Commitment to Facial Recognition Technology to Expand to More Airports in the United States?

The Greater Orlando Aviation Authority — under which Orlando International Airport operates — has become the first airport in the United States to commit to processing all arriving and departing international travelers with a form of biometric technology known as facial recognition technology.

Commitment to Facial Recognition Technology to Expand to More Airports in the United States?

“A facial biometric capture device (camera) can be installed at an airline or airport departure gate without any significant changes to existing airport physical infrastructure”, according to this article from the official Internet web site of the United States Customs and Border Protection agency. “A biometric entry-exit system based on facial recognition is minimally disruptive to the flow of travel.”

The agency is currently testing biometric exit technology at 13 major airports across the United States, with claims that “the facial recognition verification process takes less than 2 seconds, with a 99 percent matching rate” — meaning that international travelers will purportedly experience a more efficient and streamlined security process which is seamlessly integrated into the boarding process at the airport without sacrificing safety and security.

In addition to Orlando International Airport, the United States Customs and Border Protection agency “has facial recognition operations in Miami, Atlanta, New York JFK, San Diego, Houston (Intercontinental and Hobby), Washington Dulles, Las Vegas, Chicago O’Hare, and Preclearance locations in Aruba, Abu Dhabi, and Ireland (Shannon and Dublin).” Partnerships have also been developed with Delta Air Lines — which allows members of Delta Sky Club who are also members of CLEAR to use fingerprints for access to lounges — JetBlue Airways, British Airways, Lufthansa and Air New Zealand; and further partnerships with both public and private entities will continue to be developed by the federal agency.

The House of Representatives of the United States mandated back in 2004 that a biometric entry and exit system be developed; and in 2013, the United States Customs and Border Protection agency was charged with the operations and entry and exit system — as well as the deployment of new technologies to verify the identities of travelers — both when they arrive and when they leave the United States — by matching each traveler to the document which he or she is presenting.

What About Privacy Concerns?

The United States Customs and Border Protection agency claims to be committed “to its privacy obligations and has taken steps to safeguard the privacy of all travelers. CBP has published several Privacy Impact Assessments, employed strong technical security safeguards, and has limited the amount of personally identifiable information used in the new biometric process.”

Try to convince some readers of The Gate of that assurance. “Biometric use on a large scale facilitates biometric misuse/privacy invasion on a large scale. It’s just that the proverbial iceberg hasn’t yet revealed all of itself and hit the Titanic hard”, GUWonder — who is a reader of The Gate — wrote in this comment earlier this year. “The more widely biometrics is used for locking/unlocking/accessing/utilizing facilities (be it buildings, electronic/mechanical devices, government services, flight services, border control, etc.) , the more likely biometric misuse/privacy invasion will happen and mean more widespread problems for the compromised individual. And since you can’t change your biometrics all that easily as strong passcodes, being subjected to compromised biometrics will leave a person less able to get problems “fixed” as easily as when a weak alphanumeric passcode may be subject to being circumvented by a quick brute force attack or when the passcodes (biometric or otherwise) have been subject to a noted data leak.”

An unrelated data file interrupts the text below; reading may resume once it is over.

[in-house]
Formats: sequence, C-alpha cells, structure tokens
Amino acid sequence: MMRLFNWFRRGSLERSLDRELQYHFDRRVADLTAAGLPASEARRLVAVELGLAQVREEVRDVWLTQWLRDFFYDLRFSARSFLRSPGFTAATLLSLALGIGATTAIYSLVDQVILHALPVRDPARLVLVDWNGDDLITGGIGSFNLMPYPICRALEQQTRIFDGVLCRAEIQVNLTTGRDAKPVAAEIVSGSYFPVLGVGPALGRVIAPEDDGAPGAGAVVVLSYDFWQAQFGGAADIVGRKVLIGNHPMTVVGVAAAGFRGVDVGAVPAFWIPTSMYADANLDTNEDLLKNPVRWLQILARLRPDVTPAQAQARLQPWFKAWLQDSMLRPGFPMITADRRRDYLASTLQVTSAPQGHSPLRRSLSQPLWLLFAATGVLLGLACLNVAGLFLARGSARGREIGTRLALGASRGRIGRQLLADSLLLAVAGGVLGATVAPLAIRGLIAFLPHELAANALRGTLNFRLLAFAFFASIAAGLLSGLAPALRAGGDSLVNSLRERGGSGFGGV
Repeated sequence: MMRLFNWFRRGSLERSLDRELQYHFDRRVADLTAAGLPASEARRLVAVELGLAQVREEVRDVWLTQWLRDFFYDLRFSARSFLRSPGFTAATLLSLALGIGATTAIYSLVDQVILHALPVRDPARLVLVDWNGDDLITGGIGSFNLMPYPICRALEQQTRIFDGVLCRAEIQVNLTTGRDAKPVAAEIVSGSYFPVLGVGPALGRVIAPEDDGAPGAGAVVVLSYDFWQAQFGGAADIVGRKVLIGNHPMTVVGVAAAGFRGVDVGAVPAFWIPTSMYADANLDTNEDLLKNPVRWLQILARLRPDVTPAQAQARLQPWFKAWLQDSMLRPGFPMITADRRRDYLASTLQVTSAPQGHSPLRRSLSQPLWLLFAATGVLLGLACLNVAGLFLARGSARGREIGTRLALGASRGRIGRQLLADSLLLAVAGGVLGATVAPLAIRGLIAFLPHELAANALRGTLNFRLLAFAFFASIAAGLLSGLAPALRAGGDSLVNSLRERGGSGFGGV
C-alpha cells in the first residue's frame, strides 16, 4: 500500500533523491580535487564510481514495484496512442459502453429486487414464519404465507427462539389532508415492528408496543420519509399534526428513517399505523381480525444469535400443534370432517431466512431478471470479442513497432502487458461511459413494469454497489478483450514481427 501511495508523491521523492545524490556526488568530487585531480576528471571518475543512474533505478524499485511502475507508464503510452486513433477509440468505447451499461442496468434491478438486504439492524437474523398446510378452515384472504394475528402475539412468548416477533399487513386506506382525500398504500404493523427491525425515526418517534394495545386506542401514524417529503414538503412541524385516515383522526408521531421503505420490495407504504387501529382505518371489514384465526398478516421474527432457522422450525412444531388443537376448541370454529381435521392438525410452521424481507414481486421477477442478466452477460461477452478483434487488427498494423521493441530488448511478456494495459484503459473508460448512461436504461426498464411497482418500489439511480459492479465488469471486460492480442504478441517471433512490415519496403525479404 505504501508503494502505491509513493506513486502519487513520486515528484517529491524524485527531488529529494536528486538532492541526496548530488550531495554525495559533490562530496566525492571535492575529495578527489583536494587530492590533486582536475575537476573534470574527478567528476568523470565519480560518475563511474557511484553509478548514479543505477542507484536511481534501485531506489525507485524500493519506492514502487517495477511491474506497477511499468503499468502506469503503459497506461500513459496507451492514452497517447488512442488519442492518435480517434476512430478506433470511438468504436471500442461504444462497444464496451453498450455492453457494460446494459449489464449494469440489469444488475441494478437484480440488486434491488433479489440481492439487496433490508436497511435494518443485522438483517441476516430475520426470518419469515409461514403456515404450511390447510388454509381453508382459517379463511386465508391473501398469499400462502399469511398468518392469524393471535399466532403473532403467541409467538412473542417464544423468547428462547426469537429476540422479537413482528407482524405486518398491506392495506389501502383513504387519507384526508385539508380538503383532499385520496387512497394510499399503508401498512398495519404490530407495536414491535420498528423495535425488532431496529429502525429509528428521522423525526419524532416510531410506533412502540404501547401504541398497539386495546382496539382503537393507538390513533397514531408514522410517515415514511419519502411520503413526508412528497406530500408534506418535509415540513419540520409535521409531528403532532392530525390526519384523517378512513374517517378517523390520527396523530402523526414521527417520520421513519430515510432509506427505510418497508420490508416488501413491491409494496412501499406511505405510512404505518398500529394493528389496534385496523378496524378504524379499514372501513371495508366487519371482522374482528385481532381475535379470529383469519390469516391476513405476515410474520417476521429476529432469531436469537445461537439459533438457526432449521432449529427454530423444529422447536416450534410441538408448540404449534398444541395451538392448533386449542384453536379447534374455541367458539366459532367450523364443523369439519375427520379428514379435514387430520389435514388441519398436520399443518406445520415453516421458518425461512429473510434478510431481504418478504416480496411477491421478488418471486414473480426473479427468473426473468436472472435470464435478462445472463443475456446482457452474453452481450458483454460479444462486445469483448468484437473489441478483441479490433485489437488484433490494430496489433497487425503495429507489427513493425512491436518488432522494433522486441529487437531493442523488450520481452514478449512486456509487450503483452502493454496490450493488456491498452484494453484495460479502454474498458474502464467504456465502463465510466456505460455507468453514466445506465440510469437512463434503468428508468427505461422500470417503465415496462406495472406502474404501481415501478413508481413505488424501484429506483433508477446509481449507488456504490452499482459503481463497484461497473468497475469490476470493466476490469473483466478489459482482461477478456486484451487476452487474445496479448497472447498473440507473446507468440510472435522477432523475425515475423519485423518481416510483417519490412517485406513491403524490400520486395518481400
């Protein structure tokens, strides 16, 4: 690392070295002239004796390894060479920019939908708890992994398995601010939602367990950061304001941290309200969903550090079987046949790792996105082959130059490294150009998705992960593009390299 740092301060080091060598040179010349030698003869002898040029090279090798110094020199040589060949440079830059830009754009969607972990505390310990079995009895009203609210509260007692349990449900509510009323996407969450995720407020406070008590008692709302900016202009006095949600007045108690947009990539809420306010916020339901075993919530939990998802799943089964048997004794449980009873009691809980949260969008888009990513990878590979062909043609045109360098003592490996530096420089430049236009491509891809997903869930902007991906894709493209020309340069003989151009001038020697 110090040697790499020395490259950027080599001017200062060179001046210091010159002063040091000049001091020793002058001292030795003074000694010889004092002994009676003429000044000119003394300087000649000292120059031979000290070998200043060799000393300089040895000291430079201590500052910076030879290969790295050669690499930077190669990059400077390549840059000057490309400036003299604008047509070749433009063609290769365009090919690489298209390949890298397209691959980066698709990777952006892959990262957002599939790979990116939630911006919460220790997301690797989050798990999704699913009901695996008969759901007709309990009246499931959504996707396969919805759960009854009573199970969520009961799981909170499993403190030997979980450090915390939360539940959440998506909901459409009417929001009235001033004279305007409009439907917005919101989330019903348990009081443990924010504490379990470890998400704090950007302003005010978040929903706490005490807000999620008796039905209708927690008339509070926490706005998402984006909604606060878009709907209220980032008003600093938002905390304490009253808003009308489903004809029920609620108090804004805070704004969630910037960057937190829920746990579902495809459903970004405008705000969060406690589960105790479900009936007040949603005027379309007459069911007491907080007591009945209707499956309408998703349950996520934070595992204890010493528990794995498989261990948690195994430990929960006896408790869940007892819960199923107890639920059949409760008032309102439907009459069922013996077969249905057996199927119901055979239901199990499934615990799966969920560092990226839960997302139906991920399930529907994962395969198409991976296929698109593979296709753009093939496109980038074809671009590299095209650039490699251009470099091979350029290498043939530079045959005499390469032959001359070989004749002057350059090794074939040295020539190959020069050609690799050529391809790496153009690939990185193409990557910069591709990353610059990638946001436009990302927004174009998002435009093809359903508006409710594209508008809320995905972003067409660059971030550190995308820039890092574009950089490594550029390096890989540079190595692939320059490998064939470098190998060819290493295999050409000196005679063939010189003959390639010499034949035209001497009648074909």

Summary

As airports will be required to pay for and implement these biometric systems, you can bet that the cost will eventually be passed on to you and other travelers.

I am still not completely convinced that biometrics is the way to go, as I do not support the idea of voluntarily giving up what little privacy I may have left in this world in order to purportedly keep sensitive information about me more secure. I am also skeptical that biometrics will work 100 percent of the time as intended. What will happen when things go wrong — such as a technological glitch which could prevent the biometrics from working properly and denying you access to what you either want or need?

Life has become easier in some ways due to the implementation of technology in general; but it has also become more difficult in other ways. In which camp does facial recognition technology belong?

The airport which serves the greater Atlanta metropolitan area is one of the airports in which facial recognition technology is in operation. Photograph ©2016 by Brian Cohen.

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